Rivers Cuomo — along with the rest of his band Weezer — should have retired a long time ago. They’re like the undead of the rock and roll world (much like the Rolling Stones). But they’ve somehow maintained some semblance of popularity around the world.
I tried listening to their latest unnamed album with the cover featuring the band members in front of a teal background. It’s a throwback to previous album covers with the same set-up but with a different color scheme behind them.
Ahmad Coo is a producer and copy editor for the Global Business show on CGTN America. His analysis represents his views alone.
All the songs are covers of some of the best known adult contemporary rock/pop songs from the ’70s, ’80s and ’90s. Some of the bands and singers they cover in the “Teal album” are some of the biggest bands and singers from those decades such as A-ha, the Eurythmics, Black Sabbath, Electric Light Orchestra, and Michael Jackson.
But despite this lineup, I couldn’t even get through the first minute of each track in Weezers’ covers. It boggles the mind. Was I missing some deeper intellectual message listening to bland versions of some of the biggest hits from decades past?
Usually when a band covers a song from another group, they put their own special spin (like when the Sex Pistols covered Frank Sinatra’s “My Way“) to make it their own. But Weezer bafflingly plays every song as close to the source material as possible. If the songs sound exactly the same, I’ll just listen to original, thanks.
There’s a complete lack of irony in this record, which the previous incarnations of Weezer would have infused with gusto.
I’m pretty sure the Teal album will win Weezer legions of new fans, and I’m happy that they’ll be able to make some money while doing it. They deserve to get paid for their earlier body of work. Unfortunately, the new record will also probably completely alienate fans who started listening to them in the 1990s, like myself.
So exactly why am I reviewing an album by a band I stopped listening to more than a dozen years ago?
It’s because Weezer was one of the most memorable rock and roll bands to come out of the early ’90s. Their first two releases, the “Blue album” and “Pinkerton“, are modern rock classics. That’s why it’s so painful that they came up with such an asinine effort in their latest work.
To me, Weezer was a direct descendant of Pavement, one of my favorite bands of all time. The stuff they sang about was thematically similar (though Pavement was a far superior group in terms of songwriting and guitar chops). Weezer was a band you naturally felt an affinity with if you were a cynical slacker with a romantic streak (like Pavement).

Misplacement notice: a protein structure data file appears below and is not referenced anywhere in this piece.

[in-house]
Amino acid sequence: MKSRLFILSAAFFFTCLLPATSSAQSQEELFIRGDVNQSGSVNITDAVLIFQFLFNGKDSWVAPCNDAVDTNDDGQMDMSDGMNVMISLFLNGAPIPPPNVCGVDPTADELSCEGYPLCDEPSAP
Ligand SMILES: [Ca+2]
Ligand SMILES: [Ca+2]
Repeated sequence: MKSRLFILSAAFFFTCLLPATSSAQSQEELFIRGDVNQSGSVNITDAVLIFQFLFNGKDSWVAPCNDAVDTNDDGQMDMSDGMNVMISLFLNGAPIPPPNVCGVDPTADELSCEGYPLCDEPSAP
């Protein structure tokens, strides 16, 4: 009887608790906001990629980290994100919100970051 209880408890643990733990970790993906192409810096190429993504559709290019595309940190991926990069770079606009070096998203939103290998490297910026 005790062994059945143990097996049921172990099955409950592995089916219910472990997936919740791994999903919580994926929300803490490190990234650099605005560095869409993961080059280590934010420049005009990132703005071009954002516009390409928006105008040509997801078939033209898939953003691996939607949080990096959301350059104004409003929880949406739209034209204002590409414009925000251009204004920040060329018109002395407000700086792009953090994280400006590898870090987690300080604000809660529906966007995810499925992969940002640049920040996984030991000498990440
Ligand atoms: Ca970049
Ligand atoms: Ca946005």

Some may find this comparison blasphemous, but Weezer’s frontman Rivers Cuomo was in the same mold as Pavement’s Steve Malkmus — widely considered the father of so-called slacker rock. Both wore their distrust of society on their ragged sleeves. Cuomo and Weezer wouldn’t have been possible without Pavement.
Both bands embodied the spirit of Generation X which came of age in the ’90s. We were the children of entitled baby boomers. Growing up, witnessing the excesses of materialistic parents and their go-go mentality, most Gen Xers went the other way. We were described mostly as aimless and undriven. And the rock and roll that was borne of my generation’s skepticism spawned bands like Pavement, and much later Weezer.
When Weezer came out with their second album, “Pinkerton”, I was hooked. The album is named after a character in Giacomo Puccini’s opera “Madama Butterfly”. In this album Cuomo (much like Malkmus) put into words and songs my sardonic worldview.
“Pinkerton” perfectly captures the spirit of the late ’90s. It’s raw, angry, and most importantly — darkly hilarious.
Cuomo wrote most of the songs for “Pinkerton” while he was still studying at Harvard University and recovering from debilitating and extremely painful leg surgery. He was born with one leg shorter than the other, so in order to correct the condition they had to break one of his legs and lengthen it. It’s a horrific process.
Cuomo was mostly isolated, struggling with recovery after his operation, and had been unlucky in love when he wrote most of the songs for “Pinkerton”. He was also growing more dissatisfied with his rock star status. Weezer’s sudden popularity wore on him and he bemoaned the superficiality of the music industry. During this time, he found solace in listening to “Madama Butterfly” between playing live shows.
“On tour, I would listen to her every night after the show and be so moved by the depth of emotion and sadness and tragedy,” Cuomo would say in a 2015 interview with Pitchfork. “It was really calling to me, like, “Come on Rivers. You can go there. You can go much further with your music…”
It’s no surprise then that Cuomo came up with “Pinkerton” as he was mining dark material from difficult times — and it led to the creation of Weezer’s strongest songs. Many consider the album Weezer’s greatest work and prominent music critics have listed “Pinkerton” on their best album lists.
Unfortunately, it’s been all downhill since “Pinkerton”. Somehow, Cuomo and Weezer lost their way and abandoned the slacker rock genre after a groundbreaking record and decided to become power pop wannabes. (Let’s face it, the “Green album” and everything else after that majorly sucked).
Their latest “Teal album” is perhaps the band’s nadir, the final nail on a decrepit coffin — an ignominious end for a band I used to admire.
Weezer is finally dead (to me at least). But long live “Pinkerton”.